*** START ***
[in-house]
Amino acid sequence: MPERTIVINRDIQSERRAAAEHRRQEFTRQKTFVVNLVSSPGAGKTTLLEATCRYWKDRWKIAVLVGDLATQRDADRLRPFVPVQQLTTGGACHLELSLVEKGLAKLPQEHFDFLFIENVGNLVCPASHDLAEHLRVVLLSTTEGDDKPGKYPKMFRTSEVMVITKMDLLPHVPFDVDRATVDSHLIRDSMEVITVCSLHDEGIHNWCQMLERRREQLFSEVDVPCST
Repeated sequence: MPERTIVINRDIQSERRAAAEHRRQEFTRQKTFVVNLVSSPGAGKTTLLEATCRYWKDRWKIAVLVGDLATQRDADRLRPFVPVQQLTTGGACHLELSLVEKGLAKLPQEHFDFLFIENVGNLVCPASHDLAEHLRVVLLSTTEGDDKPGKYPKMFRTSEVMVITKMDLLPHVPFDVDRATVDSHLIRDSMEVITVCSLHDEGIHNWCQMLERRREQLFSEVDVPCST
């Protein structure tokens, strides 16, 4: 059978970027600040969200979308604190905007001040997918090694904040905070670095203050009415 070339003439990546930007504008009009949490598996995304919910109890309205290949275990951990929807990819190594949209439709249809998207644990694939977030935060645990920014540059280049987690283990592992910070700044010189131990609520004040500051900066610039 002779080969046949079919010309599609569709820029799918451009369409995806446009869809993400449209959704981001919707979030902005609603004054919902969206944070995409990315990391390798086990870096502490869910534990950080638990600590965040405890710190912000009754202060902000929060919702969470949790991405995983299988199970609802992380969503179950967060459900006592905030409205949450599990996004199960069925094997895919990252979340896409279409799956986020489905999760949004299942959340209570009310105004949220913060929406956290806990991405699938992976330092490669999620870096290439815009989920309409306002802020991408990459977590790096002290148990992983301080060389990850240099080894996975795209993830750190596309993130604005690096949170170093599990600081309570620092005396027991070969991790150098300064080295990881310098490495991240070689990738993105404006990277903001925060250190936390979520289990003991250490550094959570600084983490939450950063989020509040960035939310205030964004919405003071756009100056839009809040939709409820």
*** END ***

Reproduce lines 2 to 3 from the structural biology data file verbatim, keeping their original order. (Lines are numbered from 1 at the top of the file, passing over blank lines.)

Amino acid sequence: MPERTIVINRDIQSERRAAAEHRRQEFTRQKTFVVNLVSSPGAGKTTLLEATCRYWKDRWKIAVLVGDLATQRDADRLRPFVPVQQLTTGGACHLELSLVEKGLAKLPQEHFDFLFIENVGNLVCPASHDLAEHLRVVLLSTTEGDDKPGKYPKMFRTSEVMVITKMDLLPHVPFDVDRATVDSHLIRDSMEVITVCSLHDEGIHNWCQMLERRREQLFSEVDVPCST
Repeated sequence: MPERTIVINRDIQSERRAAAEHRRQEFTRQKTFVVNLVSSPGAGKTTLLEATCRYWKDRWKIAVLVGDLATQRDADRLRPFVPVQQLTTGGACHLELSLVEKGLAKLPQEHFDFLFIENVGNLVCPASHDLAEHLRVVLLSTTEGDDKPGKYPKMFRTSEVMVITKMDLLPHVPFDVDRATVDSHLIRDSMEVITVCSLHDEGIHNWCQMLERRREQLFSEVDVPCST